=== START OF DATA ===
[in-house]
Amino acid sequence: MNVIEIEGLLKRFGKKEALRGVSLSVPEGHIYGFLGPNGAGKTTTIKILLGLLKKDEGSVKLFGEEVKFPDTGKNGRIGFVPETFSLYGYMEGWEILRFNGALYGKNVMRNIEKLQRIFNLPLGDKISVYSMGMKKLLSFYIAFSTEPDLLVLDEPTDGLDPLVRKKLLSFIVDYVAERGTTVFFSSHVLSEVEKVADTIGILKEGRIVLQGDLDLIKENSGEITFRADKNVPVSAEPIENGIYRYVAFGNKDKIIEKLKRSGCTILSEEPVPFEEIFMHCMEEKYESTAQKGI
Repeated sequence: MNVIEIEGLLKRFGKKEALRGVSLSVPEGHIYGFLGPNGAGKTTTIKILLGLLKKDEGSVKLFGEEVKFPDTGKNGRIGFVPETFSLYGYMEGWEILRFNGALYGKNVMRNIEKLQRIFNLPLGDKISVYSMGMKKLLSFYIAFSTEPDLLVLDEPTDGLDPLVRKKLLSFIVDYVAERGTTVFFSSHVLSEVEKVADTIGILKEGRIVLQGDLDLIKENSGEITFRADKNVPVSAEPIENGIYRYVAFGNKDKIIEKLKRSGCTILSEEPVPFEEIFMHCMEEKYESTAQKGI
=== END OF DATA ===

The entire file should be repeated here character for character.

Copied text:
[in-house]
Amino acid sequence: MNVIEIEGLLKRFGKKEALRGVSLSVPEGHIYGFLGPNGAGKTTTIKILLGLLKKDEGSVKLFGEEVKFPDTGKNGRIGFVPETFSLYGYMEGWEILRFNGALYGKNVMRNIEKLQRIFNLPLGDKISVYSMGMKKLLSFYIAFSTEPDLLVLDEPTDGLDPLVRKKLLSFIVDYVAERGTTVFFSSHVLSEVEKVADTIGILKEGRIVLQGDLDLIKENSGEITFRADKNVPVSAEPIENGIYRYVAFGNKDKIIEKLKRSGCTILSEEPVPFEEIFMHCMEEKYESTAQKGI
Repeated sequence: MNVIEIEGLLKRFGKKEALRGVSLSVPEGHIYGFLGPNGAGKTTTIKILLGLLKKDEGSVKLFGEEVKFPDTGKNGRIGFVPETFSLYGYMEGWEILRFNGALYGKNVMRNIEKLQRIFNLPLGDKISVYSMGMKKLLSFYIAFSTEPDLLVLDEPTDGLDPLVRKKLLSFIVDYVAERGTTVFFSSHVLSEVEKVADTIGILKEGRIVLQGDLDLIKENSGEITFRADKNVPVSAEPIENGIYRYVAFGNKDKIIEKLKRSGCTILSEEPVPFEEIFMHCMEEKYESTAQKGI